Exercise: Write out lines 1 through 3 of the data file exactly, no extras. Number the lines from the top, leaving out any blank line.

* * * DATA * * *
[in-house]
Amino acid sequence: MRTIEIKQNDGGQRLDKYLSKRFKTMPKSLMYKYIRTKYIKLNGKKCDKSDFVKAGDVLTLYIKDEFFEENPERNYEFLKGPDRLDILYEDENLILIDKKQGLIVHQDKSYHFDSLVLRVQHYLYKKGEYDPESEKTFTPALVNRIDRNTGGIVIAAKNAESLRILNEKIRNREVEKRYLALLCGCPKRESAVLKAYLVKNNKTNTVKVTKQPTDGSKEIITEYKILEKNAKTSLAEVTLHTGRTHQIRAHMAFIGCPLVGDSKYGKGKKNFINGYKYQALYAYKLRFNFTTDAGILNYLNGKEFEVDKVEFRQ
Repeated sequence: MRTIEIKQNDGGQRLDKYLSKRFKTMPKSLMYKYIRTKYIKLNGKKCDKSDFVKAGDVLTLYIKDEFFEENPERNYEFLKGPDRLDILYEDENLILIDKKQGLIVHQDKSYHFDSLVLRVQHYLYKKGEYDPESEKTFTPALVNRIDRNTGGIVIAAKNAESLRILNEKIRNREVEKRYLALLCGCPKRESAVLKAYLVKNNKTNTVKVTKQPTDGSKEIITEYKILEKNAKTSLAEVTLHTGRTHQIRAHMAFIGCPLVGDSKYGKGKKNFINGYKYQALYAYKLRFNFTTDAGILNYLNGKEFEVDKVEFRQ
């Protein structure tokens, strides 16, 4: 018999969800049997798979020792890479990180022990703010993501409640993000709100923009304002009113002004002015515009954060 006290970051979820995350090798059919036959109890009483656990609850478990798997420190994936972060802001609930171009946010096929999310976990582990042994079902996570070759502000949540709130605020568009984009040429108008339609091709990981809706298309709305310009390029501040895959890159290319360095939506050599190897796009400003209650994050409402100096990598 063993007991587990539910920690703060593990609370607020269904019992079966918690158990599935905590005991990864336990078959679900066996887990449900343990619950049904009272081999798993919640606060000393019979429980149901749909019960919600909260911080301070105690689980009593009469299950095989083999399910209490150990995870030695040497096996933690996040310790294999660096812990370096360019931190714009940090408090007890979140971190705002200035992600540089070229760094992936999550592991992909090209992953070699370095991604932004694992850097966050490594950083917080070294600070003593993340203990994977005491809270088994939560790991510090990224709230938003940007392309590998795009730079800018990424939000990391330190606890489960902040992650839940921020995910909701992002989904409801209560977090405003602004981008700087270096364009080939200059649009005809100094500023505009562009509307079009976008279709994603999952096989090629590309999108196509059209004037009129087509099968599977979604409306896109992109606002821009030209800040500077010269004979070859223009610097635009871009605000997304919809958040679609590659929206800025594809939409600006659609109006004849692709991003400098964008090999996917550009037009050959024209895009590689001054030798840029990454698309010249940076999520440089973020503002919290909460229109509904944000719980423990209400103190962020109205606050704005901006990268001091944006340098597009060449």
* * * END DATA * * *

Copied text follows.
[in-house]
Amino acid sequence: MRTIEIKQNDGGQRLDKYLSKRFKTMPKSLMYKYIRTKYIKLNGKKCDKSDFVKAGDVLTLYIKDEFFEENPERNYEFLKGPDRLDILYEDENLILIDKKQGLIVHQDKSYHFDSLVLRVQHYLYKKGEYDPESEKTFTPALVNRIDRNTGGIVIAAKNAESLRILNEKIRNREVEKRYLALLCGCPKRESAVLKAYLVKNNKTNTVKVTKQPTDGSKEIITEYKILEKNAKTSLAEVTLHTGRTHQIRAHMAFIGCPLVGDSKYGKGKKNFINGYKYQALYAYKLRFNFTTDAGILNYLNGKEFEVDKVEFRQ
Repeated sequence: MRTIEIKQNDGGQRLDKYLSKRFKTMPKSLMYKYIRTKYIKLNGKKCDKSDFVKAGDVLTLYIKDEFFEENPERNYEFLKGPDRLDILYEDENLILIDKKQGLIVHQDKSYHFDSLVLRVQHYLYKKGEYDPESEKTFTPALVNRIDRNTGGIVIAAKNAESLRILNEKIRNREVEKRYLALLCGCPKRESAVLKAYLVKNNKTNTVKVTKQPTDGSKEIITEYKILEKNAKTSLAEVTLHTGRTHQIRAHMAFIGCPLVGDSKYGKGKKNFINGYKYQALYAYKLRFNFTTDAGILNYLNGKEFEVDKVEFRQ